History Files

Please help the History Files

Contributed: 175

Target: 400

Totals slider

The History Files still needs your help. As a non-profit site, it is only able to support such a vast and ever-growing collection of information with your help, and this year your help is needed more than ever. Please make a donation so that we can continue to provide highly detailed historical research on a fully secure site. Your help really is appreciated.

European Kingdoms



Siraces (Indo-Iranians)

During the first millennium BC (and likely for much of the largely-unrecorded second millennium BC too) various Indo-Iranian tribes of the East Indo-European division dominated the Pontic-Caspian steppe. They took control from remaining West Indo-European groups, with the Agathyrsi rising early to supremacy over the other tribes. They in turn were superseded by the Scythians, and it was they who imposed a ruling elite over the early Sarmatians and Alani.

The Alani were either neighbours of the Sarmatians or (as some claim) a division of the Sarmatians themselves. The fortunes of both groups were closely intertwined, and some of their constituent sub-groups could be mistaken as Alani or Sarmatians, depending on how they were being recorded by early writers.

The Sarmatians soon migrated from Central Asia towards the Ural Mountains, at a point between the sixth and fourth centuries BC. This was just in time for them - with a division of the Alani in tow - to be mentioned by Herodotus when he described the tribes to the north of the Black Sea.

The Siraces (or Sirakoi in Greek, while Latin variations include Siraci, Siraceni, Seraci, and Sirakians) were one such constituent sub-group. They were usually described as being Sarmatian, although there was very little difference between them and the Alani.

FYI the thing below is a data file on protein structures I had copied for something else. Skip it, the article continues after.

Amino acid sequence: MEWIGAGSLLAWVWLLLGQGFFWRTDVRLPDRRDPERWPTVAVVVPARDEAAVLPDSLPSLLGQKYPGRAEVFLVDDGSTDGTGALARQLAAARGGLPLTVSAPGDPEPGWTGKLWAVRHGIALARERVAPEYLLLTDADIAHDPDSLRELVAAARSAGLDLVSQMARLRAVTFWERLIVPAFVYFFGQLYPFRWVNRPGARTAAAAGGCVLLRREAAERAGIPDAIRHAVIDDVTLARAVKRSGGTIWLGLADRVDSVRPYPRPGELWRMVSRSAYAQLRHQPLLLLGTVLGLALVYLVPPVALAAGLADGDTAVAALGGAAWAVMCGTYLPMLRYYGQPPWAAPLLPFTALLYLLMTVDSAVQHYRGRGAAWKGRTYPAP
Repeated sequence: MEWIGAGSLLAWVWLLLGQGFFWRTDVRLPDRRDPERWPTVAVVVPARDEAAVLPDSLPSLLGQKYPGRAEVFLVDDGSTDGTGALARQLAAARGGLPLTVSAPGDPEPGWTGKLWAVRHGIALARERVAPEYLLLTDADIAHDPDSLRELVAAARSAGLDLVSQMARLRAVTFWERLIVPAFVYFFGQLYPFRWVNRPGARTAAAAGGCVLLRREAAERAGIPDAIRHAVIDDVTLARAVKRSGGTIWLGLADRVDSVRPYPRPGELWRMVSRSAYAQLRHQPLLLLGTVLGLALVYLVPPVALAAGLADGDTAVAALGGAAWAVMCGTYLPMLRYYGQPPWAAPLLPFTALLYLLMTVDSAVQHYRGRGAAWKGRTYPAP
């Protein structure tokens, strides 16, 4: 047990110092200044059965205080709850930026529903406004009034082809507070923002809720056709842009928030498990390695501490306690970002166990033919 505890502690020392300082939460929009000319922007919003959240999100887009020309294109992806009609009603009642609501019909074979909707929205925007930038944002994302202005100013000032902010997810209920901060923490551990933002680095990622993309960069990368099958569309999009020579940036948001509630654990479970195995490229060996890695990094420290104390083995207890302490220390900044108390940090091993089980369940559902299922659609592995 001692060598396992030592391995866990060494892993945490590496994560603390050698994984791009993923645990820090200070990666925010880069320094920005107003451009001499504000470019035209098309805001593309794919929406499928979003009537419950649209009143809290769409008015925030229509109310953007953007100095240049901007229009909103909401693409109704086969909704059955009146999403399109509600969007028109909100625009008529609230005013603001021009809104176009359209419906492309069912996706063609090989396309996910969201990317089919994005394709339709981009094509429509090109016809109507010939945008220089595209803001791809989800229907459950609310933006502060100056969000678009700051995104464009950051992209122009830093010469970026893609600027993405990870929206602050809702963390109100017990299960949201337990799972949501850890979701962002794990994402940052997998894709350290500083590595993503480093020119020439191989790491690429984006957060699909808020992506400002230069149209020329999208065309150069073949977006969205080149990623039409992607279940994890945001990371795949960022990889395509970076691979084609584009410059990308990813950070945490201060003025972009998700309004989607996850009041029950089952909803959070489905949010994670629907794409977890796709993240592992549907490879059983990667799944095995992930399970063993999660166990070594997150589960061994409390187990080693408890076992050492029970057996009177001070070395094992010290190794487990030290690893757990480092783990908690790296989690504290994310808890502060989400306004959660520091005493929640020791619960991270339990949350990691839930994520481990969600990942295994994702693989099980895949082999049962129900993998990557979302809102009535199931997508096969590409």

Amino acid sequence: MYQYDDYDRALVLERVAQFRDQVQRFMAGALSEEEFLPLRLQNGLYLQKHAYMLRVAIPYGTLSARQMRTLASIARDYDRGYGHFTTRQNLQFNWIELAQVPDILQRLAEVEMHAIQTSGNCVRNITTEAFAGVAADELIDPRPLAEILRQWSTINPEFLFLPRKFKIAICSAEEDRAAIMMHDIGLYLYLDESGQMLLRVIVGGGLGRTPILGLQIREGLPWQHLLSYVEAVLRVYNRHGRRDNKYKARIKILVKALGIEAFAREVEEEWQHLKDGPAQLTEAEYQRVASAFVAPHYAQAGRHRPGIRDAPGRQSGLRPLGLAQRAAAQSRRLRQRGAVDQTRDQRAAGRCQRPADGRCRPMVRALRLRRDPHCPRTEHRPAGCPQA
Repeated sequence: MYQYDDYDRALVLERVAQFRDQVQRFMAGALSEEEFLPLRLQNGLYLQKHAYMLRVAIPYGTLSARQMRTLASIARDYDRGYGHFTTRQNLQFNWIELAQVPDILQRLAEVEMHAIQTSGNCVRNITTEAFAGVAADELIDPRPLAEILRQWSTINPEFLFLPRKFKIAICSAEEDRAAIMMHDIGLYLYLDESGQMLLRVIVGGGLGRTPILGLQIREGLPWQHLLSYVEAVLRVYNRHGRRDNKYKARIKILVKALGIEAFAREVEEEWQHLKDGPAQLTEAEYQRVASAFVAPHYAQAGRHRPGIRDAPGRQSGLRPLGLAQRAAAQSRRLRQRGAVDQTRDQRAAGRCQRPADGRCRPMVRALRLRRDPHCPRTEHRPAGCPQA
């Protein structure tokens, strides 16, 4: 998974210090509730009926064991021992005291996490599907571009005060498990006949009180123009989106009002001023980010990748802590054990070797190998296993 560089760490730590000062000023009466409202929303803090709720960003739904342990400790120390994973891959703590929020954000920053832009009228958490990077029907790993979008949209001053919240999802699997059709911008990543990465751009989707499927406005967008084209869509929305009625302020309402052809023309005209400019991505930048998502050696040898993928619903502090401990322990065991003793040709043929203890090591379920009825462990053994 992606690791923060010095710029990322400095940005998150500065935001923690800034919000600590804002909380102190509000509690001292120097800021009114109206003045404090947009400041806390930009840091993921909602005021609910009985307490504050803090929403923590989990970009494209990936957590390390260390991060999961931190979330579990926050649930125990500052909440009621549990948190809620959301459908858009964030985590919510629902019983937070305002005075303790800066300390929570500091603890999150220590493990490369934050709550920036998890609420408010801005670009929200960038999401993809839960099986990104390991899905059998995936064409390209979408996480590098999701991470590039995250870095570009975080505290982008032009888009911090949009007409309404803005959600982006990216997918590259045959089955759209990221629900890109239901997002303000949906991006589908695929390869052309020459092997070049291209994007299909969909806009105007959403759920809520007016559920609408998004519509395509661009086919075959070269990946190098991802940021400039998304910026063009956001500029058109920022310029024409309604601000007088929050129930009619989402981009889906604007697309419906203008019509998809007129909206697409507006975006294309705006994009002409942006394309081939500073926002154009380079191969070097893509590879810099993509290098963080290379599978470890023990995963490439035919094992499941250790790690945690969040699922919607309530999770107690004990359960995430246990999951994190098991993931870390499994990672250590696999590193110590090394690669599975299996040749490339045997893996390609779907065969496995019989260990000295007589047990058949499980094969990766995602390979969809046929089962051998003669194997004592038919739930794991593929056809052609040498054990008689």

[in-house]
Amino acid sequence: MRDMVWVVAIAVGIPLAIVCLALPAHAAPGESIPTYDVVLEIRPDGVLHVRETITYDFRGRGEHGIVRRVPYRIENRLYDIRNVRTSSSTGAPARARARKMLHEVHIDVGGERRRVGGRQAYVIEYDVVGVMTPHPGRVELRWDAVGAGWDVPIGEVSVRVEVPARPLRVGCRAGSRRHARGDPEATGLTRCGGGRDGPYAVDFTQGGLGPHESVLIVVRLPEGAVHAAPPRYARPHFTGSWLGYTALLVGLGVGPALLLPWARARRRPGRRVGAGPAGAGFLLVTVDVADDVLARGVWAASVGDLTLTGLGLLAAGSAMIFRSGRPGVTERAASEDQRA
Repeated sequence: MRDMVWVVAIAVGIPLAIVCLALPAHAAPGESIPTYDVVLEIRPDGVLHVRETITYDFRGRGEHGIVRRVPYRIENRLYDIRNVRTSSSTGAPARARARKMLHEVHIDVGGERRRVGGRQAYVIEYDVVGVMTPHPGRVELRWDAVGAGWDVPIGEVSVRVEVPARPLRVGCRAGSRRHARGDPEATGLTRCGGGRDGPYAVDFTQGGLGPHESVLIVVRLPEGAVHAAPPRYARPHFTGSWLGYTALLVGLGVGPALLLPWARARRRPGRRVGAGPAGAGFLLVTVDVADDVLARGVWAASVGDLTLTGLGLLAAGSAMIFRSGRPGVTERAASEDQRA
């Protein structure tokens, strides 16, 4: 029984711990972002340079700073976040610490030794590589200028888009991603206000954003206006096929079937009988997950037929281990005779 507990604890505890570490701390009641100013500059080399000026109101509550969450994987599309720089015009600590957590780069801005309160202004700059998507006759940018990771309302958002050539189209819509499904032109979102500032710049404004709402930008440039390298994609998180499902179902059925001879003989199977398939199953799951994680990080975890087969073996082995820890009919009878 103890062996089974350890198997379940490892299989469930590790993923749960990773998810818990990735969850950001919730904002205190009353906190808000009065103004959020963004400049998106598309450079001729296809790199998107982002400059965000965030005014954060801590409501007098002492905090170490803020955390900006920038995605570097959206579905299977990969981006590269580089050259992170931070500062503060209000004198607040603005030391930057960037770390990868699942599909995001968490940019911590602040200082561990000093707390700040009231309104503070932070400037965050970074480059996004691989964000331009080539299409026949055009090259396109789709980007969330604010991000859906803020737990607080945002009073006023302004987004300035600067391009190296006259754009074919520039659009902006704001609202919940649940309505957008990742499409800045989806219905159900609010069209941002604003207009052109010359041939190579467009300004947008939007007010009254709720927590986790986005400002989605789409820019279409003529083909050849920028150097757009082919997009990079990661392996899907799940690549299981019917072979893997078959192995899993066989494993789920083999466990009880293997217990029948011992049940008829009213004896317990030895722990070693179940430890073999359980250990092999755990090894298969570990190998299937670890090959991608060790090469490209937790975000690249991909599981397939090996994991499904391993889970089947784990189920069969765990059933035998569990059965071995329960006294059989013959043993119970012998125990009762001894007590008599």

In time the general Sarmatian confederation settled much of southern European Russia and the eastern Balkans. Like the closely-related Scythians, they were highly developed horse-riding warriors. Their administrative capability and political astuteness contributed to their gaining widespread influence, and it was through this that many of their sub-groups were able to spread far into Central Europe.

This was not a particularly big tribe, or one which dominated a great territory. However, nestled in their newly-founded home on the eastern side of the Sea of Azov at the north-western end of the Caucus Mountains foothills, their morale was claimed (by Brzezinski & Mielczarek at least) as being high.

Bordered by their rivals, the Aorsi, they grew wealthy from trade with the Near East and played a role in the politics of the Black Sea region until their disappearance at the end of the second century AD.

Sakas on a frieze at Persepolis